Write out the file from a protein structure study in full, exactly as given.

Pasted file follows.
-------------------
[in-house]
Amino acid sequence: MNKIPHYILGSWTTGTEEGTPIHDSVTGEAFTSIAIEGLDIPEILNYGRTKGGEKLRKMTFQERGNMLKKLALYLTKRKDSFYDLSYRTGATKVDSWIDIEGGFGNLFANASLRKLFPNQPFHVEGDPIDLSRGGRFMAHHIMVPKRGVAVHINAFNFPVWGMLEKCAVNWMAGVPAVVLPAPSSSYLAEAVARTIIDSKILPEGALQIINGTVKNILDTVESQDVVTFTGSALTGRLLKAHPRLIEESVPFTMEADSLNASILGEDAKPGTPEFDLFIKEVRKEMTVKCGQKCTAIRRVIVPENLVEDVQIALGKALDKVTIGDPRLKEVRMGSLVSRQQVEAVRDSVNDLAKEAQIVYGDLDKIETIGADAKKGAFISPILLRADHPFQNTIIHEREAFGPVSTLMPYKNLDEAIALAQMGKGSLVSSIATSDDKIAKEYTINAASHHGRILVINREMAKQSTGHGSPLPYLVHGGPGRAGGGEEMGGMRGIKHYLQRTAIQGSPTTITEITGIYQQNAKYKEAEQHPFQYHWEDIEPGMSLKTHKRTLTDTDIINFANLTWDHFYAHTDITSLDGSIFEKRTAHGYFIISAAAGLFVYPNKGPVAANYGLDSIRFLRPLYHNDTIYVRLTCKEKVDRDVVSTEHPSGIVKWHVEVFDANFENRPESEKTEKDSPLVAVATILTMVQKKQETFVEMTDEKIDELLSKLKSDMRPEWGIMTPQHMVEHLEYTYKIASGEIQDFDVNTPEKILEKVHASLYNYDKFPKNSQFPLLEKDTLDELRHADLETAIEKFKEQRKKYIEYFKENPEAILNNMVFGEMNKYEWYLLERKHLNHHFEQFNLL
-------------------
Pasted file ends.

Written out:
[in-house]
Amino acid sequence: MNKIPHYILGSWTTGTEEGTPIHDSVTGEAFTSIAIEGLDIPEILNYGRTKGGEKLRKMTFQERGNMLKKLALYLTKRKDSFYDLSYRTGATKVDSWIDIEGGFGNLFANASLRKLFPNQPFHVEGDPIDLSRGGRFMAHHIMVPKRGVAVHINAFNFPVWGMLEKCAVNWMAGVPAVVLPAPSSSYLAEAVARTIIDSKILPEGALQIINGTVKNILDTVESQDVVTFTGSALTGRLLKAHPRLIEESVPFTMEADSLNASILGEDAKPGTPEFDLFIKEVRKEMTVKCGQKCTAIRRVIVPENLVEDVQIALGKALDKVTIGDPRLKEVRMGSLVSRQQVEAVRDSVNDLAKEAQIVYGDLDKIETIGADAKKGAFISPILLRADHPFQNTIIHEREAFGPVSTLMPYKNLDEAIALAQMGKGSLVSSIATSDDKIAKEYTINAASHHGRILVINREMAKQSTGHGSPLPYLVHGGPGRAGGGEEMGGMRGIKHYLQRTAIQGSPTTITEITGIYQQNAKYKEAEQHPFQYHWEDIEPGMSLKTHKRTLTDTDIINFANLTWDHFYAHTDITSLDGSIFEKRTAHGYFIISAAAGLFVYPNKGPVAANYGLDSIRFLRPLYHNDTIYVRLTCKEKVDRDVVSTEHPSGIVKWHVEVFDANFENRPESEKTEKDSPLVAVATILTMVQKKQETFVEMTDEKIDELLSKLKSDMRPEWGIMTPQHMVEHLEYTYKIASGEIQDFDVNTPEKILEKVHASLYNYDKFPKNSQFPLLEKDTLDELRHADLETAIEKFKEQRKKYIEYFKENPEAILNNMVFGEMNKYEWYLLERKHLNHHFEQFNLL